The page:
Sick Dog

Updated on January 03, 2010
S.K. asks from Pittsburgh, PA
7 answers

We took our 10 year old dog to the vet today & found out that he has a tumor in his lung. Not an easy thing to hear, but we know he is getting older & would most likely have to deal with something like this at some point. The vet told us he doesn't know the prognosis & could live for a few more years or a few more months. The dog is acting basically normal, so you wouldn't know that there is anything wrong with him. Anyway, my question is how & when should I tell my 5 year old son that his dog is very sick & may not live very long. I know it will break his heart, so I want to start preparing him for it.

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answers from Philadelphia on

S. sorry to hear about your dog. Did the vet say if the tumor was cancerous? I am asking because I had an elderly dog with tumors all over his body but they were not cancerous, they said it was more like a virus but they did not remove them because they were not harmful. My dog lived to be 18 and a half and had the tumors for a few years. So i was just wondering before you talk to your child, what was the vets prognosis?
Best wishes



answers from Pittsburgh on

Mr. Roger's had a GREAT book about the loss of a pet. You might want to read it and get some language to use with your son. When it gets closer to the time your doggie might be dying, you might want to share it with him (your son, not the dog,obviously).

Kids have a very different set of issues around death than adults do, and it is really good you are thinking about this a head of time. It is such a difficult time when a pet dies, and you will be grieving then, so you are smart to get your ducks in row now.

There is a wonderful little piece of writing called "Rainbow Bridge" that has a very pleasant way of imagining "the afterlife" for pets. Ok, it's pretty crappy writing, but a lovely sentiment. Depending on how you feel about the whole heaven, pets in heaven, etc. thing, it might be something positive to share with your son...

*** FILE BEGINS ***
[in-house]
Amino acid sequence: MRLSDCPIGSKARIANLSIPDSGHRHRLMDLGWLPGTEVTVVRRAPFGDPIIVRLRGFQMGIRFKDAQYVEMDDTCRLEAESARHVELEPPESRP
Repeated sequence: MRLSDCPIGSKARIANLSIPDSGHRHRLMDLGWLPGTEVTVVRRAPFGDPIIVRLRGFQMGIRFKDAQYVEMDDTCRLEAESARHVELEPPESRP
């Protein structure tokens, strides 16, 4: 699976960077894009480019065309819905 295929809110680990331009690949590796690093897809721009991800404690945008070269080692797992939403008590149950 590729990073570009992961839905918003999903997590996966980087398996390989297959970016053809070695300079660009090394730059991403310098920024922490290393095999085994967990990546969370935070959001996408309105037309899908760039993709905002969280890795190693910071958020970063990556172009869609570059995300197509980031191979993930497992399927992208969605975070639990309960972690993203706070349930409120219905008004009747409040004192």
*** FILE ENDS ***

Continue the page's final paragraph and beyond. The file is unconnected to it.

I'm hoping you don't have to deal with this any time soon.



answers from Scranton on

So sorry you learned of your dog's condition. Our dog just died a few weeks ago from lung cancer and, thankfully, we didn't know until a day before he died. Our dog was fine, until 4 days before when he refused to eat or drink anything. The only change we saw, about a month before, was that he wanted to spend more time in the yard by himself and was getting up slower. I have no idea how long his tumor was there and I am glad I didn't know so I was able to enjoy him without sorrow until the last few days. We told our boys he was sick when he wouldn't eat, and they were able to be sure to say good by to him before going to school, going to bed, etc for the last day or 2. Since you don't have a prognosis, I would not tell your children. I would try to get them involved with your dog's care, so they don't have any regrets when he does pass. Our boys sobbed when our dog died, and were sad for a few days, but they got over it much faster than my husband and I did. One thing that helped a great deal is that we've had a stuffed animal that looks just like our dog as a puppy, had it for years, and they've taken turns sleeping with it every night for the past 2 months and it's been a great comfort.

Cherish your time with your dog and make the most of the time you have left.



answers from Philadelphia on

Hi, I am a Licensed Veterinary Technician with about 20 years experience. In that time I've seen people work through this situation in different ways.
Often the parents fret and the child deals with it so differently than they expected that I think the parents think the child uncaring. Kids just work through things differently than we do and plus each child is ready to understand at different times.